Major cruise lines might have suspended operations and canceled cruises in the wake of the coronavirus pandemic, but there are still several boats on the water until that edict goes into place.
And at least two of them are having trouble finding a place to disembark.
Honolulu became the latest port to turn away the Holland America Maasdam and the Norwegian Jewel, officials said Wednesday.
ABC News reported that despite previous commitments that the ships would be allowed to dock in Honolulu, that changed. U.S. Rep. Tulsi Gabbard, who was running for president, said during a telephone town hall Wednesday that the state Department of Transportation "made the difficult, but correct, decision to only allow the Maasdam and Norwegian Jewel cruise vessels ... to come into port solely to take on fuel and resupply, in Honolulu Harbor."
The two ships have already been turned away by four different ports. The Maasdam, with almost 1,400 passengers and guests, had its port call canceled in Hilo and is set to arrive Friday to Honolulu Harbor. The Jewel, with 1,700 passengers on board, was turned away by Fiji, New Zealand and American Samoa, although it was allowed to refuel in American Samoa.
Part of the issue is numerous countries across the globe are closing their borders due to the rapid spread of the virus. ABC noted that two ships were rerouted to Miami after they were turned away from their home port in Puerto Rico, even with no reports of infections. Authorities in Argentina, Chile and Brazil placed ships on quarantine after reports of positive coronavirus tests.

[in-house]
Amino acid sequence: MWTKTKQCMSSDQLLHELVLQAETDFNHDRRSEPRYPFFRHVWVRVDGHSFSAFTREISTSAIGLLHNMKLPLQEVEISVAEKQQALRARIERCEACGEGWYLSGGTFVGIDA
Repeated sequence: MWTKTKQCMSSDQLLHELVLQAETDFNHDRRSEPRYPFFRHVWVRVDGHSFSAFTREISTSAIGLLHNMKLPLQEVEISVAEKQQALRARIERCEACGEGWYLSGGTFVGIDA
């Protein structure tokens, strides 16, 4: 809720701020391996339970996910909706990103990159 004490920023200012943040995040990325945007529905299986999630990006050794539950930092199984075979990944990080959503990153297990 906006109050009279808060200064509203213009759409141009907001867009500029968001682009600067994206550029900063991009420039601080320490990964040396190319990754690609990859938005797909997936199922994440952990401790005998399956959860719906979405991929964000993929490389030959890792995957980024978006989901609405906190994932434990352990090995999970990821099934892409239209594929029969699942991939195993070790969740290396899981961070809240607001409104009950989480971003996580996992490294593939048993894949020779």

The Cruise Lines International Association said that when President Trump enacted his travel ban restricting visitors from Europe to the U.S. last week, and after he and the major cruise lines agreed to a deal for a 30-day suspension of cruises, there were still about 40 ships with 90,000 passengers at sea.
The transportation department said previously officials were working to direct the Maasdam to Honolulu Harbor so passengers will have flight options out of Honolulu's Daniel K. Inouye International Airport. But Gabbard said that plan is off.
"It has been confirmed that there will be no disembarking of passengers, not even to go straight from the port directly to Honolulu airport to catch their flight home," she said. "After they are refueled and resupplied the ships will be sent off to another destination that is not Hawaii that will allow them to discharge their passengers."
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